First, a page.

A couple of weeks after the writing group task to imagine I was blind I was asked to collect and drive a blind person to one of our choir’s singing engagements. The choir is pretentiously called the Joyous Praise ‘Rockin’ Gospel Choir, which, apart from being a mouthful is a pretty big claim for a collection of Norfolk people, mostly white and many over pension age! We do our best, as they say. Anyway our musicians are a pianist, a bass player and often, for some songs, a drummer. Edward is our drummer on these occasions and plays a mean pair of African drums in sort of bongo style for us. We have a close relationship with an African drumming group and often play together.
For this ‘gig’ (see how with it I am or would be if ‘with it’ was a current phrase) we just needed Edward’s drums, with Edward of course and Edward is profoundly blind and has been from birth. He is in his late teens or early twenties, the former I think, slim and good looking. Dark glasses always cover his eyes. Apart from this you would not notice his disability. We had passed the odd greeting before but never really talked. His usual lift was not available so I was asked to transport him and his drums.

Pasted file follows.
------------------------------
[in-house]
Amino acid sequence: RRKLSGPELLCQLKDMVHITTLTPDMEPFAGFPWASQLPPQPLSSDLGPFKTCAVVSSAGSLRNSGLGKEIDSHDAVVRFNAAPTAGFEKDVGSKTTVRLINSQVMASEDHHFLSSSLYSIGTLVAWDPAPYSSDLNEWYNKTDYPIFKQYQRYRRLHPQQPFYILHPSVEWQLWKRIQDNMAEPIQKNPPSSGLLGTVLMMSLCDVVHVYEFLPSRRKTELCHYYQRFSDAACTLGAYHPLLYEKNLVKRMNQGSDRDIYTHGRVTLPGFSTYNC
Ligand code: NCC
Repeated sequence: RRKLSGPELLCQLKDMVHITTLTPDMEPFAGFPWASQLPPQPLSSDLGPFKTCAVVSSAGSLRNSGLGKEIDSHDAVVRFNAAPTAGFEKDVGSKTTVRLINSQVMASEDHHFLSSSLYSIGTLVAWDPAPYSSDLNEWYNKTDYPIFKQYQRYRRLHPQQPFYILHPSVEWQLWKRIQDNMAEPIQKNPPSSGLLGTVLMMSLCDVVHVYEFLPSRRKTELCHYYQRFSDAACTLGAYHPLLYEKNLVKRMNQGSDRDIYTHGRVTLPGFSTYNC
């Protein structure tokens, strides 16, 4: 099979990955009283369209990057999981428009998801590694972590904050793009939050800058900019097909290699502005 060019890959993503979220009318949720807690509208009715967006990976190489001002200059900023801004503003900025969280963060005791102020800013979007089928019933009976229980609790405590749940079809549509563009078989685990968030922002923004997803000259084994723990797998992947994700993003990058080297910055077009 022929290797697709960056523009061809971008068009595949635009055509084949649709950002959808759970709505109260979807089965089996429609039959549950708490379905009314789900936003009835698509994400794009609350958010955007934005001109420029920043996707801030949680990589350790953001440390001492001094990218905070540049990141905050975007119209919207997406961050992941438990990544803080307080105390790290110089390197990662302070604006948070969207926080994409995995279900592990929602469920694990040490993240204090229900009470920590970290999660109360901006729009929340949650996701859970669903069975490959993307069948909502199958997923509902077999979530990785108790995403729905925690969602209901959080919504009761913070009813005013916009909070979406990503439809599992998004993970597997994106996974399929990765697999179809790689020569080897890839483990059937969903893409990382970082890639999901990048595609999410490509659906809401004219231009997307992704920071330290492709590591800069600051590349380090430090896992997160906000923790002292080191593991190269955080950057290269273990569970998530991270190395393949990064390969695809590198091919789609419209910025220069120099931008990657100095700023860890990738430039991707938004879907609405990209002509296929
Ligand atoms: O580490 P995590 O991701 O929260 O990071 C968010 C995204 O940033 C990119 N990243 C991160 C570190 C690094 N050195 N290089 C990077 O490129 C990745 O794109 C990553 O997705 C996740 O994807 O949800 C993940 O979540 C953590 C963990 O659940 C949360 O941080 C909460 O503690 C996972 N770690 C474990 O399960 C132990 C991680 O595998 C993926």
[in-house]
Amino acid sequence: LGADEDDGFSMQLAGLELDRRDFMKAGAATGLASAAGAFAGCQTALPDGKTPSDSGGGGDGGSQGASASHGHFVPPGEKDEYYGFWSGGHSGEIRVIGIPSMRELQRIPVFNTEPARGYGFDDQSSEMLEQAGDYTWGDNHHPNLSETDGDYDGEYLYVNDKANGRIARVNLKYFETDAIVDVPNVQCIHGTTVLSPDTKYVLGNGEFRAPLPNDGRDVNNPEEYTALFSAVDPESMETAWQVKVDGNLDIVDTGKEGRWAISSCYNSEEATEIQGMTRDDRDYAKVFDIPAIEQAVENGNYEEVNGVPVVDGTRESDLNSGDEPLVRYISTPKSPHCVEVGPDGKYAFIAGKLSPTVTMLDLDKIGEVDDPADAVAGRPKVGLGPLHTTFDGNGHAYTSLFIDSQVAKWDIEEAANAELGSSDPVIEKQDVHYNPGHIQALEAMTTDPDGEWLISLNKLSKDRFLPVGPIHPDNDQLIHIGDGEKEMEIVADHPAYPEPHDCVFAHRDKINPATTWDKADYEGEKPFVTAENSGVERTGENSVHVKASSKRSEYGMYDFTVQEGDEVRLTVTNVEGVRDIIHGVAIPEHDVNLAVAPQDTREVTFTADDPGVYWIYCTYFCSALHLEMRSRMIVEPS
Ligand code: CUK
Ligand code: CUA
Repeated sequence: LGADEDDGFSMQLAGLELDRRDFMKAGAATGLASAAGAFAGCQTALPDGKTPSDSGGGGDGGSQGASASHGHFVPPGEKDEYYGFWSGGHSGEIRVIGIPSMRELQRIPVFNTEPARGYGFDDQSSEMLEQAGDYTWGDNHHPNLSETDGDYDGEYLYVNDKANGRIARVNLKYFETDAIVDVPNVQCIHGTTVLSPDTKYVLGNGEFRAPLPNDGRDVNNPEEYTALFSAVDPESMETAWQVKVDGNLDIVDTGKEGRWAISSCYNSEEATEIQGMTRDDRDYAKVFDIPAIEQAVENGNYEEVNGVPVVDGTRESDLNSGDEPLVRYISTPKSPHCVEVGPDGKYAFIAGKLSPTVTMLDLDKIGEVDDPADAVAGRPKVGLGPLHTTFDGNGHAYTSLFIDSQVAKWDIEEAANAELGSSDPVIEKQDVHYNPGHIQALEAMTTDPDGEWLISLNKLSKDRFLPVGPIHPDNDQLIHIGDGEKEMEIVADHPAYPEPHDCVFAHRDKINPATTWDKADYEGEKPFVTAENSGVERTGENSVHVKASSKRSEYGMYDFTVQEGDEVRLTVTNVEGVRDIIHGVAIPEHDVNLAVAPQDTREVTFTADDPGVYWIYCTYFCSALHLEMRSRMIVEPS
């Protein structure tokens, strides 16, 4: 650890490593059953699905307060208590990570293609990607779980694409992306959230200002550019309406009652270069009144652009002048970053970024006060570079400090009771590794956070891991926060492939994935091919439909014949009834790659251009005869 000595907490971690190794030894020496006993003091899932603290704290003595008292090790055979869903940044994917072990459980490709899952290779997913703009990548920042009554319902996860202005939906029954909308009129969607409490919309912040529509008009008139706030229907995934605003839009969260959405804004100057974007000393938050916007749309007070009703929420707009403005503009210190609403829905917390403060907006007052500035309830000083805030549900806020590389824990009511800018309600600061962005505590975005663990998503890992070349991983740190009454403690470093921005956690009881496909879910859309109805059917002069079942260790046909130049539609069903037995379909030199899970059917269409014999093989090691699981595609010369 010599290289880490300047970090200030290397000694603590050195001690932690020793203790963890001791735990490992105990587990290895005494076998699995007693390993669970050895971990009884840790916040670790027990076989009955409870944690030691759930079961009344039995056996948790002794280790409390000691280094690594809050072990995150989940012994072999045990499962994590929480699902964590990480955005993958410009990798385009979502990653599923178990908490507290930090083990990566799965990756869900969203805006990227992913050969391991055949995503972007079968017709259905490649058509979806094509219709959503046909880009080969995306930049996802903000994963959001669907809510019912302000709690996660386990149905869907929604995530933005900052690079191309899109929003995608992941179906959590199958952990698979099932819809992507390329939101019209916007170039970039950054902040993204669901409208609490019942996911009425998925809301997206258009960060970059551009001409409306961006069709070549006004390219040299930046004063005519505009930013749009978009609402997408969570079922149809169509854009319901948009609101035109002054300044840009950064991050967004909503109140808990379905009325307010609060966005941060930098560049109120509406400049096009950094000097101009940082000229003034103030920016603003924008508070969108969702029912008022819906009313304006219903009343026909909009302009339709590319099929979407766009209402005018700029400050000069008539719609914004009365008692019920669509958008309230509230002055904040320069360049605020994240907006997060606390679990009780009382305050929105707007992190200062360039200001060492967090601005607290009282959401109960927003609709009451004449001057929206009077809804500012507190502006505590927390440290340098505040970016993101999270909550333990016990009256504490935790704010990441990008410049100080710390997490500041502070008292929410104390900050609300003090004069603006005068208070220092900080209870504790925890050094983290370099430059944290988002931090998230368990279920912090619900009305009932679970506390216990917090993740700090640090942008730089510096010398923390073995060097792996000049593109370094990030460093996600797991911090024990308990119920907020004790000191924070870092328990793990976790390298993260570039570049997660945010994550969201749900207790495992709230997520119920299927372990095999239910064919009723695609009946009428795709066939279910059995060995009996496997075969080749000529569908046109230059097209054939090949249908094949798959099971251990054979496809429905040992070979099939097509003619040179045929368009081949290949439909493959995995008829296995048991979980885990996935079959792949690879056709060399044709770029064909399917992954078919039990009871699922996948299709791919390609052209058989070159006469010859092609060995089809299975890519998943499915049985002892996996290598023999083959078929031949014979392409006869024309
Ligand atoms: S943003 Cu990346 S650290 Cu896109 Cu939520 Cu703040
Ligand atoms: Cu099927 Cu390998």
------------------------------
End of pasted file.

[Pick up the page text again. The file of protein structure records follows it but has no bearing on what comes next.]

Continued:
Five minutes before the due time I arrived at his house, a bit to tucked away for the accuracy of my satnav and Edward was waiting. I already had the drums in my car from the previous night’s practice. Being willing but clueless I asked Edward to just tell me what to do. He pushed me to his right side, caught my elbow lightly and said “OK let’s go.” He folded himself easily into the car, put on the seat belt without a fumble and we were off. At the end of the road he said turn left and the satnav ‘Sally Satnav’ said turn right. “Ignore it,” he said so I did and sure enough his directions got us out of the village on the right road.